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Comet NEOWISE goes from red to green and has spiral arms
The comet C/2020 F3 (NEOWISE) is brightening up the northern sky right now, a once-in-a-decade (or longer) sight. I've been out after sunset to see it and found it easily without any optical aid, and in fact the tail is visible to the naked eye as well. It helps to have a dark site with no lights around, but even if you're in a place where light pollution isn't great it's still worth grabbing a pair of binoculars and taking a look.
My article from last week gives advice on how to see it. If you can, go look! It's getting closer to Earth and reaches perigee (closest approach) on 23 July. It's best to see it that night, but any day this week is fine viewing.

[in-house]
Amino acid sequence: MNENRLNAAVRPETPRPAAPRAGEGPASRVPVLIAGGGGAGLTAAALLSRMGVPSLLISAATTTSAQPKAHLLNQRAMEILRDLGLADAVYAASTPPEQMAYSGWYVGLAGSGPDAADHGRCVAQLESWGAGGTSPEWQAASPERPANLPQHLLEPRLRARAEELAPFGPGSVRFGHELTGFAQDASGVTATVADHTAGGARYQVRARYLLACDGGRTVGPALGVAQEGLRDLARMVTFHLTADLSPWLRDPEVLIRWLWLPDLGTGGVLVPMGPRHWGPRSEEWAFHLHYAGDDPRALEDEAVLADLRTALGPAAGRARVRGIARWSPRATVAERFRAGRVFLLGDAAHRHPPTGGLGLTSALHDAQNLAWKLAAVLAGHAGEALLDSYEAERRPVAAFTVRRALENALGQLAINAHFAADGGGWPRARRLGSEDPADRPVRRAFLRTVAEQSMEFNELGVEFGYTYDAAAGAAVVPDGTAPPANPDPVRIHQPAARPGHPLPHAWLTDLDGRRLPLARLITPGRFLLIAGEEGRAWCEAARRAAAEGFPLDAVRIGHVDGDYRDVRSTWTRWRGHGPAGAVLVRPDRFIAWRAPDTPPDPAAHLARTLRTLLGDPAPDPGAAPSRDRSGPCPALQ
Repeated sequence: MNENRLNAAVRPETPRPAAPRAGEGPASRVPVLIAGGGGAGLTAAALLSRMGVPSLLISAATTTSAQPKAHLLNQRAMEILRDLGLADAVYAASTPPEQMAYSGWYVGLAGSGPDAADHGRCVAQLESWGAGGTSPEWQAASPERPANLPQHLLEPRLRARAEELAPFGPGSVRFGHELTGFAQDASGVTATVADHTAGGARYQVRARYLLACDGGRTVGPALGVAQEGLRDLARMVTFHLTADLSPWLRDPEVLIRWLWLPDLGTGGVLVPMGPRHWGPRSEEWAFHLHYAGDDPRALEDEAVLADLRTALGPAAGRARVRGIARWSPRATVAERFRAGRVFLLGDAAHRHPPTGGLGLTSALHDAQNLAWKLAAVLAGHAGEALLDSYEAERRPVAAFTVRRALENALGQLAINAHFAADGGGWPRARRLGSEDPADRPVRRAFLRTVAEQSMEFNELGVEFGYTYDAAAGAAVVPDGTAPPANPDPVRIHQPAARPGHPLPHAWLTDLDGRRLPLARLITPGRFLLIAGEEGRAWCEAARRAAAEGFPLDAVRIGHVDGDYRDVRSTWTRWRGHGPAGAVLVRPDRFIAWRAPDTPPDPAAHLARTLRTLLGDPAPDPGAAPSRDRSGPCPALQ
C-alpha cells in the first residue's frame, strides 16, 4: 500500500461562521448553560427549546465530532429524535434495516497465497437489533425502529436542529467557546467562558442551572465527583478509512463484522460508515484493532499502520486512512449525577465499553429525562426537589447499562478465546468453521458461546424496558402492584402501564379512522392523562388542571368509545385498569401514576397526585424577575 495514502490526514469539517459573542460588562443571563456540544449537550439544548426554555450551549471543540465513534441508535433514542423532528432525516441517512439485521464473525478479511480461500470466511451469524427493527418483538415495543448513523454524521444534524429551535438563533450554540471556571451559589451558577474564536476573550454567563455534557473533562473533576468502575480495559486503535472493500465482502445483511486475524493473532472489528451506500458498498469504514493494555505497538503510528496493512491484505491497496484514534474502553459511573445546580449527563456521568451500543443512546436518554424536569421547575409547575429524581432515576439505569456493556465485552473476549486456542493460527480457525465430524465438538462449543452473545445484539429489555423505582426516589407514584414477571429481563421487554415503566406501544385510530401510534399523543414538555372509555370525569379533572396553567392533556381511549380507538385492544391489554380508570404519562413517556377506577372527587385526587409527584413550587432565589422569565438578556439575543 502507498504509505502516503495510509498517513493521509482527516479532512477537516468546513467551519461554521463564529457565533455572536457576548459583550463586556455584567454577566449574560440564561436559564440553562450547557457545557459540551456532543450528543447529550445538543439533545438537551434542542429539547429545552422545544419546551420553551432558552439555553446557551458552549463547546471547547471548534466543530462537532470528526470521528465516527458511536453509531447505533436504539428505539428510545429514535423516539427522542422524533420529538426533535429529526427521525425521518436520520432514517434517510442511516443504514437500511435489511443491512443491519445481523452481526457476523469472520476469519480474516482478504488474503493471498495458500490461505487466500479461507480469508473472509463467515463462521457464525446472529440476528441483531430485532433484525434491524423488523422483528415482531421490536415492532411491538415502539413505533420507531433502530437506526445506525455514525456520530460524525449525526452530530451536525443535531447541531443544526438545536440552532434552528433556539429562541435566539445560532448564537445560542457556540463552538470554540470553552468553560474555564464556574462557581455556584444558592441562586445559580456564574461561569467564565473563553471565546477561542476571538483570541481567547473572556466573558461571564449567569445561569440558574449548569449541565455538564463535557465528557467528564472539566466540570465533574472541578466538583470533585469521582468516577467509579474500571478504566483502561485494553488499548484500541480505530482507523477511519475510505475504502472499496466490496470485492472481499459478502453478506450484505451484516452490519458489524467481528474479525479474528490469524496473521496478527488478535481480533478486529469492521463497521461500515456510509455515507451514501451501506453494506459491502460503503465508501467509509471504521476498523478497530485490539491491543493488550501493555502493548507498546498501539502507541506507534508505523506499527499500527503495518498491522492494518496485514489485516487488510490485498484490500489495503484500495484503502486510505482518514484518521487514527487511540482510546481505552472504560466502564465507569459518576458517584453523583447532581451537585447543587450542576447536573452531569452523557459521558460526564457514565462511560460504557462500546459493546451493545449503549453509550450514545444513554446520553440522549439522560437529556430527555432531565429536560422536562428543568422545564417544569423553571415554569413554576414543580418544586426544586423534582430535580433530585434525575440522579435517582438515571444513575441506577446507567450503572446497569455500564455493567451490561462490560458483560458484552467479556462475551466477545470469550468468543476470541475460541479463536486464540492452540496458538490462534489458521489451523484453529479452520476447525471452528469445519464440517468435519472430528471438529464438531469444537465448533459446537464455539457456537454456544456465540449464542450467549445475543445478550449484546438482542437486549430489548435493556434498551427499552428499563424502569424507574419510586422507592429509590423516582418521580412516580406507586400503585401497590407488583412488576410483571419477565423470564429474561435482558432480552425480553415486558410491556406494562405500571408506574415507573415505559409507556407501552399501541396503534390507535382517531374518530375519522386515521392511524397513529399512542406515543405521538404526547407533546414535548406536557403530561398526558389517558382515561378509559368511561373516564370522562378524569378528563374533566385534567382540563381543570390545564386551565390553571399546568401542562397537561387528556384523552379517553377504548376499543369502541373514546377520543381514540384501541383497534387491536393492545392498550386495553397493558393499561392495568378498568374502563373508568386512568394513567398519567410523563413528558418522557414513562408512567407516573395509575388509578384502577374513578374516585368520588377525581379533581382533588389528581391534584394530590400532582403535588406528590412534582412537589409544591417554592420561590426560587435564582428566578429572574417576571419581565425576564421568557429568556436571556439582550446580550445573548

The photos of the comet coming in are nothing short of jaw-dropping. And, to my rational delight, there's lots of science in them, too.
For example, check this out:
That photo was taken by Dr. Sebastian Voltmer on 12 July 2020 from Spicheren, France. It's actually 134 images added together to reduce noise and bring out faint features. The tip of the comet is called the head, and inside it is the tiny nucleus of the comet, the solid chunk of rock and ice that's about 5 kilometers across. The head is fuzzy because sunlight warms the ice and turns it into a gas (this is called sublimation), which then expands around the nucleus. That part is called the coma (Latin for “hair”) and can be many tens of thousands of kilometers across.
But that tail! Or I should say, those tails. The yellowish one is comprised of dust, small grains of rocky silicates and such that were embedded in the ice and released when the ice sublimated. Pressure from sunlight pushes on the grains, which then slowly move away from the head, lagging behind in the orbit. That's why the dust tail curves. The streamers in it may be due to vents on the comet (pits on the surface with ice in them) releasing gas, which can form long thin features like that as the nucleus rotates.